In looking at other industries, specifically transportation and hospitality, innovators changed how activities like finding a ride or reserving a room had been approached for decades. “Great change, progress, and innovation never take place from a comfortable chair,” states Topic. “There are always others who are hungry and are looking for different ways to disrupt different industries and models; higher education is no exception.” Looking to the trends of other industries helps prime educational organizations to understand the impact and significance new technology can bring.
“The only thing constant is change and we need to understand and embrace this idea in our daily jobs and responsibilities, especially as we develop strategic plans and the steps for executing them,” shares Topic. “I believe technology and education will alter the model itself. The powerful tools of today and the technology of tomorrow will modify the way higher education functions as an industry across the world. While I value the model and believe in the purpose and mission of higher education, we must be open to taking risks and challenging some of the current ways in order to stay competitive and provide greater value to future generations.”
Recruiting New Students
Many students are graduating from high schools where technology is heavily integrated into the curriculum and has shaped their expectations and learning behavior for the future. “One of the greatest values technology can provide is flexibility,” says Topic. “Students can access important information on the go from a mobile device or attend class from afar if, for example, there is inclement weather. A technologically-advanced institution allows learning to go uninterrupted and can prepare students to graduate with the right skills and training needed to enter today’s, and even more importantly, tomorrow’s workforce.” Students are looking beyond the degrees and physical infrastructure when deciding where to attend. Today’s young adults seek a more immersive and personalized experience where technology is easily accessible to enhance their day-to-day life on and off campus.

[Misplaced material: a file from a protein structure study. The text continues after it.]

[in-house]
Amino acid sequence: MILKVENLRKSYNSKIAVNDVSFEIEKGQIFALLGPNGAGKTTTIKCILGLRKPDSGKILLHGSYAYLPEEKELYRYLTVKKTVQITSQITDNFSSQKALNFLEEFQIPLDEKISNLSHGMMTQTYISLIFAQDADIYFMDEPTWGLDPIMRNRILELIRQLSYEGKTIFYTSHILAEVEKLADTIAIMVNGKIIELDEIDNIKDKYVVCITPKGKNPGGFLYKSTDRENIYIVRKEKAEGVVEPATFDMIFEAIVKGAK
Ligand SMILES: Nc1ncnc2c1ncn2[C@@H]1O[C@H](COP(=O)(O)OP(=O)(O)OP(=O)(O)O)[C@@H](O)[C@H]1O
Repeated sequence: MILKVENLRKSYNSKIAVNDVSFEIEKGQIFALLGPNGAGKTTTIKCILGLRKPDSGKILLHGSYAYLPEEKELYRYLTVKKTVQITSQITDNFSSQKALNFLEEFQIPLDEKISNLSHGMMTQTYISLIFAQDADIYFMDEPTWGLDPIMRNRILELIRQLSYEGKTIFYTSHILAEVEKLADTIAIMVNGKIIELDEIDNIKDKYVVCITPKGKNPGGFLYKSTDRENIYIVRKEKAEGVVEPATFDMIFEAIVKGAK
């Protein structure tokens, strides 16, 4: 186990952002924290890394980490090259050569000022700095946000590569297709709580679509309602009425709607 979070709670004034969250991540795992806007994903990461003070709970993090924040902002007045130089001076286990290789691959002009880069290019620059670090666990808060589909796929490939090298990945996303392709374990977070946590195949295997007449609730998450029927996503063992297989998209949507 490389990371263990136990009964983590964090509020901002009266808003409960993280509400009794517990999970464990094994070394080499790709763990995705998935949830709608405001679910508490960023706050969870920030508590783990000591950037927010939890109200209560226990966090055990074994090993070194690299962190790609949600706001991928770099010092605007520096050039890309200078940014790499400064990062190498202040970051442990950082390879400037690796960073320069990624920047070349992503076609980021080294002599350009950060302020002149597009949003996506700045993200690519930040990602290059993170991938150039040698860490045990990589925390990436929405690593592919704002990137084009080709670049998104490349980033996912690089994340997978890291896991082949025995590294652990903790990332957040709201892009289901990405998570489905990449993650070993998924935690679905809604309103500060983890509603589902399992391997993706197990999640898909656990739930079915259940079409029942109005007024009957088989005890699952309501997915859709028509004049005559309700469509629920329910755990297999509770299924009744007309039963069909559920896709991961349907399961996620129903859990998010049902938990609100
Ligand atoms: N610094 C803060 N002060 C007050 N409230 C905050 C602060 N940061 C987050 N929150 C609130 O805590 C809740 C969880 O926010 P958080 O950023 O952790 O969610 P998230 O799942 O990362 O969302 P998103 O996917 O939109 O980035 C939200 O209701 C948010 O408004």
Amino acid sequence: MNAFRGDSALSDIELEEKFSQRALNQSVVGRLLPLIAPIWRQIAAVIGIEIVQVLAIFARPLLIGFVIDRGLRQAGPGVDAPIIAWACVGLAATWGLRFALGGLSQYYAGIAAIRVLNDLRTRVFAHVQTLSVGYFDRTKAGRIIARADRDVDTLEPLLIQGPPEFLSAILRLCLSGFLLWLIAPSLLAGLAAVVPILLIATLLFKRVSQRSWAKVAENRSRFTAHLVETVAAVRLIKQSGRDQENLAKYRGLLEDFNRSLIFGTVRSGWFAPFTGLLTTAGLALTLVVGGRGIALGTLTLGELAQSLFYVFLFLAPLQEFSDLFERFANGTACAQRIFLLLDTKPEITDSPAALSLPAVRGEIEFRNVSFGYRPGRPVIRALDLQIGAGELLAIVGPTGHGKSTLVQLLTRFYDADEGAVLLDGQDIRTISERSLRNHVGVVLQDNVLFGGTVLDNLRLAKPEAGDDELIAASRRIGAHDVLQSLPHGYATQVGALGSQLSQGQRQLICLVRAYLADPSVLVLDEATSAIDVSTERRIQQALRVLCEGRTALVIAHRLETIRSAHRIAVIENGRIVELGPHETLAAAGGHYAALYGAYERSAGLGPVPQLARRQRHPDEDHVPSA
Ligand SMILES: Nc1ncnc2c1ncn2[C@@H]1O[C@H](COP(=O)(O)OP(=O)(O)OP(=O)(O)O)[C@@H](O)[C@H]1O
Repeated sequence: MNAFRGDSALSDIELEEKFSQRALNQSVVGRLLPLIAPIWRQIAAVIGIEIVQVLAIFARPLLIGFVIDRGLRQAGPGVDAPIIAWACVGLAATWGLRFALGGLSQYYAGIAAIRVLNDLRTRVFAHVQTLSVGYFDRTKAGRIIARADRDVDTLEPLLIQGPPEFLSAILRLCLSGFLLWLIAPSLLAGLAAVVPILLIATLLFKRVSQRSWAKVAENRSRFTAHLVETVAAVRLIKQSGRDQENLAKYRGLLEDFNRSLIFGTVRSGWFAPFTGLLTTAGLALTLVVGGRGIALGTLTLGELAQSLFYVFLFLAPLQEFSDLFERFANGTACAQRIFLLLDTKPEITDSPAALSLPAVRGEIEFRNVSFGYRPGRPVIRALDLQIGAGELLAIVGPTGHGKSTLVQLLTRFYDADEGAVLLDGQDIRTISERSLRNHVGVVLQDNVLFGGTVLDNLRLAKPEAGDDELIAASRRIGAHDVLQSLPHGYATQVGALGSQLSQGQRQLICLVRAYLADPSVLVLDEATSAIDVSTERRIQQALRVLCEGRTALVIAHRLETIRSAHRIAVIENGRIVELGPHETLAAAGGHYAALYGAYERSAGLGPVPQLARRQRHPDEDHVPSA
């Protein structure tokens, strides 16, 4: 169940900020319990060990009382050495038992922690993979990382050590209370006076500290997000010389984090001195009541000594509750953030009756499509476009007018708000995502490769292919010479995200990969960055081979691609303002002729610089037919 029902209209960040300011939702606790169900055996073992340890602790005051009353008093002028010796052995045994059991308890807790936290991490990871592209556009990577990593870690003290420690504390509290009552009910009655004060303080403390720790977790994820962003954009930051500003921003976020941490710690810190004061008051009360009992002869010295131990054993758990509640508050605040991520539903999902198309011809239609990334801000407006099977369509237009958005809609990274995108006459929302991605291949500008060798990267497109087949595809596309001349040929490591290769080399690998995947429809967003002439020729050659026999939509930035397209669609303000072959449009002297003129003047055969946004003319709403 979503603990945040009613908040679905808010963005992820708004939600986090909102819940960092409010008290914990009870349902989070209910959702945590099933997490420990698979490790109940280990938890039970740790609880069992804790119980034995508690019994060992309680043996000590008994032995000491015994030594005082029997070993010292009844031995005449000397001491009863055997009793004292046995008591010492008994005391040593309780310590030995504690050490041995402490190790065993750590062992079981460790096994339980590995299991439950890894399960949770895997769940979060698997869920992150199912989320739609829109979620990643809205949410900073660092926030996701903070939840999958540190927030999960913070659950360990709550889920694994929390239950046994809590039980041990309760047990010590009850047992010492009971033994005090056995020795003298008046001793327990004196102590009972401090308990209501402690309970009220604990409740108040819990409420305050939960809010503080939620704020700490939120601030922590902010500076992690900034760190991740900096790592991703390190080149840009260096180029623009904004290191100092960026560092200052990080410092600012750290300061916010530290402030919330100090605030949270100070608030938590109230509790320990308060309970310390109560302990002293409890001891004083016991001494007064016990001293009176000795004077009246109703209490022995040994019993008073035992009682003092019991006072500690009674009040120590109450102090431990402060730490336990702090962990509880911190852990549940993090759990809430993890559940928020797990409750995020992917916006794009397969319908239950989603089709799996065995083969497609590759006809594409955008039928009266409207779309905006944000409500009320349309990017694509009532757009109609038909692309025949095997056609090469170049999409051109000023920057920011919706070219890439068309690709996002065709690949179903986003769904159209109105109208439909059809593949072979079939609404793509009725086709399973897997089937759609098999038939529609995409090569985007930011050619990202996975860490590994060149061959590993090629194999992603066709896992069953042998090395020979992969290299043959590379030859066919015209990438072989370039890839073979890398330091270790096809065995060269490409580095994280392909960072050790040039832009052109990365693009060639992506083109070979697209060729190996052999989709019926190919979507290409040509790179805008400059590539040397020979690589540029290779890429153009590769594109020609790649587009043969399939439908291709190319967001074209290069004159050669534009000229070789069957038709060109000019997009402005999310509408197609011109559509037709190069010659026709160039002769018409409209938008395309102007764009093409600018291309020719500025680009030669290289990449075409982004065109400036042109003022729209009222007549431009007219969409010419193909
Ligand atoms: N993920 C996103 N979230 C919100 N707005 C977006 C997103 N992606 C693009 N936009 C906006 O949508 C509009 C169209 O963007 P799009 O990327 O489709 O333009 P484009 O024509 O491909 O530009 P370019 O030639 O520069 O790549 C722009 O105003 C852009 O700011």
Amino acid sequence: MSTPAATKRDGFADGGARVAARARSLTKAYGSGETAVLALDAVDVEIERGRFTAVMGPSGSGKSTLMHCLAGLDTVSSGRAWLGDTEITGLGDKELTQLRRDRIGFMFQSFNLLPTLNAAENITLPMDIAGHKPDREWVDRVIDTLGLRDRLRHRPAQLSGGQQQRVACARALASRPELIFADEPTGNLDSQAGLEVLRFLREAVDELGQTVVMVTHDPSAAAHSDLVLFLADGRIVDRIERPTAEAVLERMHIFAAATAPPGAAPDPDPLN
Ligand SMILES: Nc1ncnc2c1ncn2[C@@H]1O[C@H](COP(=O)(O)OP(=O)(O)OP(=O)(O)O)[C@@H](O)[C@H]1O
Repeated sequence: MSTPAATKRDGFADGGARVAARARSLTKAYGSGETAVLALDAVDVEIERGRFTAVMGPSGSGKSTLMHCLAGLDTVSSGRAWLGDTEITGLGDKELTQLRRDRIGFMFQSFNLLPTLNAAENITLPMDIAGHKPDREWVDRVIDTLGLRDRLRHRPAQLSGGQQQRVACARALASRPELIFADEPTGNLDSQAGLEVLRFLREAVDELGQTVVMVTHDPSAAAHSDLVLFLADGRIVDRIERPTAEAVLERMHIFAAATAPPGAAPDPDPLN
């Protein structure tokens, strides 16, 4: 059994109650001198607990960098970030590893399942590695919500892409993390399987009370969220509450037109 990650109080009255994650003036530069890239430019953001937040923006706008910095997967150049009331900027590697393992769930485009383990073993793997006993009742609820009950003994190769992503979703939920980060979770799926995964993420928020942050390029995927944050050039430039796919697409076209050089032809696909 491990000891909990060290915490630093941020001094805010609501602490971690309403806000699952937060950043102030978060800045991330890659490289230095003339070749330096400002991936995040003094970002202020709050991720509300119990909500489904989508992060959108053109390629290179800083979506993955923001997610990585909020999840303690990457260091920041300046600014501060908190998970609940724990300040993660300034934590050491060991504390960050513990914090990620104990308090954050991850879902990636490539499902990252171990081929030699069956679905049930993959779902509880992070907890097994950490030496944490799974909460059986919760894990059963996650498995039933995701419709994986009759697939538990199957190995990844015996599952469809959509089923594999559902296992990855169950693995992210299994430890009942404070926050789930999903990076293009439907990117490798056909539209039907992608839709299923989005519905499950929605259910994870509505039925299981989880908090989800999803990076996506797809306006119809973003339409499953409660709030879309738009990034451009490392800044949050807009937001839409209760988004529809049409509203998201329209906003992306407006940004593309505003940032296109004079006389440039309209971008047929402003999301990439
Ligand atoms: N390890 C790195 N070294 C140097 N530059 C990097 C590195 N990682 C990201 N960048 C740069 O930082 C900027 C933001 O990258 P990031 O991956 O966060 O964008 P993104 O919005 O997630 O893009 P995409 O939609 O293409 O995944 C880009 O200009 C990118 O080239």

“Technology has the ability to provide context and a customized learning experience based on the strengths of a person, not just the broad degree program he or she chooses,” says Topic. “Institutions must help put the building blocks in place to make students stronger writers, communicators, and critical thinkers, so no matter what career path they choose; they will be valuable, successful additions to their respective professions.”
The Evolving Role of CIOs
Technology is affecting every aspect of an organization and the role of the CIO is changing and growing in importance. Several factors are driving this transformation, from big data and analytics to the large variety of technology coming to light every day. CIOs must adapt their personal and professional skills to meet today’s demands and the new environment of higher education. Leaders in IT must be technologically-savvy, go beyond strategy to employ tactics, and a set an overarching vision for the organization to work toward. With a vast dispersion of IT within higher education, breaking down the organizational silos will be essential to fostering innovation and navigating change successfully.
Topic offers advice to other CIOs or those who aspire to be a CIO in higher education. “Getting out of your office is number one. Be visible to other team members, offer help, and allow people to see how you can contribute. Networking with other CIOs, within the industry and beyond, also exposes you to new solutions and approaches you may not have considered. Listen and ask questions and bring back ideas to implement that will improve your organization as a whole.”
Given the growing changes in technology and the CIO role, leaders must find ways to enact change that are the most suitable and meaningful for their organization. As education and technology continue to intertwine, investing in IT services, solutions, and infrastructure will help institutions remain competitive while harnessing the power of digital transformation to their advantage. Finally, and most importantly, get comfortable with change as it is inevitable and look for opportunities to help lead innovation across your organization and the entire industry.